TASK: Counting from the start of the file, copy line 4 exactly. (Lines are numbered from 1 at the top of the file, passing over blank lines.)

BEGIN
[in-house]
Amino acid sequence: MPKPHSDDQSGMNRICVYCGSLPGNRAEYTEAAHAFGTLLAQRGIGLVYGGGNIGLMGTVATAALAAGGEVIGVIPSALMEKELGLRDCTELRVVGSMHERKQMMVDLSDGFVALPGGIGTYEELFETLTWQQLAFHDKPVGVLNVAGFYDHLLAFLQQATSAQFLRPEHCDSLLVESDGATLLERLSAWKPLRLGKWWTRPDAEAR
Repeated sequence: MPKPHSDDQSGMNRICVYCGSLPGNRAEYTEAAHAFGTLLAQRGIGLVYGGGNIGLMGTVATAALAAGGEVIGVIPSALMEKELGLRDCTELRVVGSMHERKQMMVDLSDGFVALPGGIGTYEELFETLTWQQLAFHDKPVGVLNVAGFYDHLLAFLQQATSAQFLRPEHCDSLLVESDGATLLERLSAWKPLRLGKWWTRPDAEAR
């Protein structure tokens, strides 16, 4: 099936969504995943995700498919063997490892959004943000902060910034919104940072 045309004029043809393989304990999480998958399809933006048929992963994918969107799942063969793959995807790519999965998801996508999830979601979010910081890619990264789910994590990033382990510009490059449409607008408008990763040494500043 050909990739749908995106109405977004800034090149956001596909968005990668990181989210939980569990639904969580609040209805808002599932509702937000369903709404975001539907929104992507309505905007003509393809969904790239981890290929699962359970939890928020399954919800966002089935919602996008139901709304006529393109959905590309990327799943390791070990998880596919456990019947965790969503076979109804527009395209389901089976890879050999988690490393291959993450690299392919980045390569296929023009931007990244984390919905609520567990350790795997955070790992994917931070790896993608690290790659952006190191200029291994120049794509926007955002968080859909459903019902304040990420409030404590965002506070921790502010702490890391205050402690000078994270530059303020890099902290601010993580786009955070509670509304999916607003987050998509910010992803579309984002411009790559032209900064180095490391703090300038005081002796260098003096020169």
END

């Protein structure tokens, strides 16, 4: 099936969504995943995700498919063997490892959004943000902060910034919104940072 045309004029043809393989304990999480998958399809933006048929992963994918969107799942063969793959995807790519999965998801996508999830979601979010910081890619990264789910994590990033382990510009490059449409607008408008990763040494500043 050909990739749908995106109405977004800034090149956001596909968005990668990181989210939980569990639904969580609040209805808002599932509702937000369903709404975001539907929104992507309505905007003509393809969904790239981890290929699962359970939890928020399954919800966002089935919602996008139901709304006529393109959905590309990327799943390791070990998880596919456990019947965790969503076979109804527009395209389901089976890879050999988690490393291959993450690299392919980045390569296929023009931007990244984390919905609520567990350790795997955070790992994917931070790896993608690290790659952006190191200029291994120049794509926007955002968080859909459903019902304040990420409030404590965002506070921790502010702490890391205050402690000078994270530059303020890099902290601010993580786009955070509670509304999916607003987050998509910010992803579309984002411009790559032209900064180095490391703090300038005081002796260098003096020169």